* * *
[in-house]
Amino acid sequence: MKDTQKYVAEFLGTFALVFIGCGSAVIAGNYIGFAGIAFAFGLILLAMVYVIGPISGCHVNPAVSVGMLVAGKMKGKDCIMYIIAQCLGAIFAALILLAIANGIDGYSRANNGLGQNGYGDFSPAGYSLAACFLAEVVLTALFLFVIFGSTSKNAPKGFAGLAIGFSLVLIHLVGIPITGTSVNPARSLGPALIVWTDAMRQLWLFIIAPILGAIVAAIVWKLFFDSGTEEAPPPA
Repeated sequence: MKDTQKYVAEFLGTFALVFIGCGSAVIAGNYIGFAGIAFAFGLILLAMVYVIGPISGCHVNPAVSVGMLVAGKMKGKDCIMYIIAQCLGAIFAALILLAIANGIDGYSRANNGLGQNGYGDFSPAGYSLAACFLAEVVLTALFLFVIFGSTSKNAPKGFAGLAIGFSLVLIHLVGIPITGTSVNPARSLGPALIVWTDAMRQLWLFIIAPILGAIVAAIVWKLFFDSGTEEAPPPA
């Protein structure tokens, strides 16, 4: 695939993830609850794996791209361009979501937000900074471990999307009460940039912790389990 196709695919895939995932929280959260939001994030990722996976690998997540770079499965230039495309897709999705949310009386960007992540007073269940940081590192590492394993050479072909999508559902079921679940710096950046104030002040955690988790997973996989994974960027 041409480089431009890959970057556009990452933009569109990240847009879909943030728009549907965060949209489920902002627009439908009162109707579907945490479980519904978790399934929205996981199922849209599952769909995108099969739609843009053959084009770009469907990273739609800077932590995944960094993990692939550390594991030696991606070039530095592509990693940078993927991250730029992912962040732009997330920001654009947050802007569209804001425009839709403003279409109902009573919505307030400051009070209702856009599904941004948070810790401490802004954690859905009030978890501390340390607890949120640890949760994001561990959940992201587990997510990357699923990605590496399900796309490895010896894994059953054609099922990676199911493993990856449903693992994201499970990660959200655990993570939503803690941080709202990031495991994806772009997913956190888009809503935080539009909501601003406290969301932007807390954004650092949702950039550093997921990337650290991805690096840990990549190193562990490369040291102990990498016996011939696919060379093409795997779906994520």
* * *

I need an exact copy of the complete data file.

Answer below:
[in-house]
Amino acid sequence: MKDTQKYVAEFLGTFALVFIGCGSAVIAGNYIGFAGIAFAFGLILLAMVYVIGPISGCHVNPAVSVGMLVAGKMKGKDCIMYIIAQCLGAIFAALILLAIANGIDGYSRANNGLGQNGYGDFSPAGYSLAACFLAEVVLTALFLFVIFGSTSKNAPKGFAGLAIGFSLVLIHLVGIPITGTSVNPARSLGPALIVWTDAMRQLWLFIIAPILGAIVAAIVWKLFFDSGTEEAPPPA
Repeated sequence: MKDTQKYVAEFLGTFALVFIGCGSAVIAGNYIGFAGIAFAFGLILLAMVYVIGPISGCHVNPAVSVGMLVAGKMKGKDCIMYIIAQCLGAIFAALILLAIANGIDGYSRANNGLGQNGYGDFSPAGYSLAACFLAEVVLTALFLFVIFGSTSKNAPKGFAGLAIGFSLVLIHLVGIPITGTSVNPARSLGPALIVWTDAMRQLWLFIIAPILGAIVAAIVWKLFFDSGTEEAPPPA
């Protein structure tokens, strides 16, 4: 695939993830609850794996791209361009979501937000900074471990999307009460940039912790389990 196709695919895939995932929280959260939001994030990722996976690998997540770079499965230039495309897709999705949310009386960007992540007073269940940081590192590492394993050479072909999508559902079921679940710096950046104030002040955690988790997973996989994974960027 041409480089431009890959970057556009990452933009569109990240847009879909943030728009549907965060949209489920902002627009439908009162109707579907945490479980519904978790399934929205996981199922849209599952769909995108099969739609843009053959084009770009469907990273739609800077932590995944960094993990692939550390594991030696991606070039530095592509990693940078993927991250730029992912962040732009997330920001654009947050802007569209804001425009839709403003279409109902009573919505307030400051009070209702856009599904941004948070810790401490802004954690859905009030978890501390340390607890949120640890949760994001561990959940992201587990997510990357699923990605590496399900796309490895010896894994059953054609099922990676199911493993990856449903693992994201499970990660959200655990993570939503803690941080709202990031495991994806772009997913956190888009809503935080539009909501601003406290969301932007807390954004650092949702950039550093997921990337650290991805690096840990990549190193562990490369040291102990990498016996011939696919060379093409795997779906994520």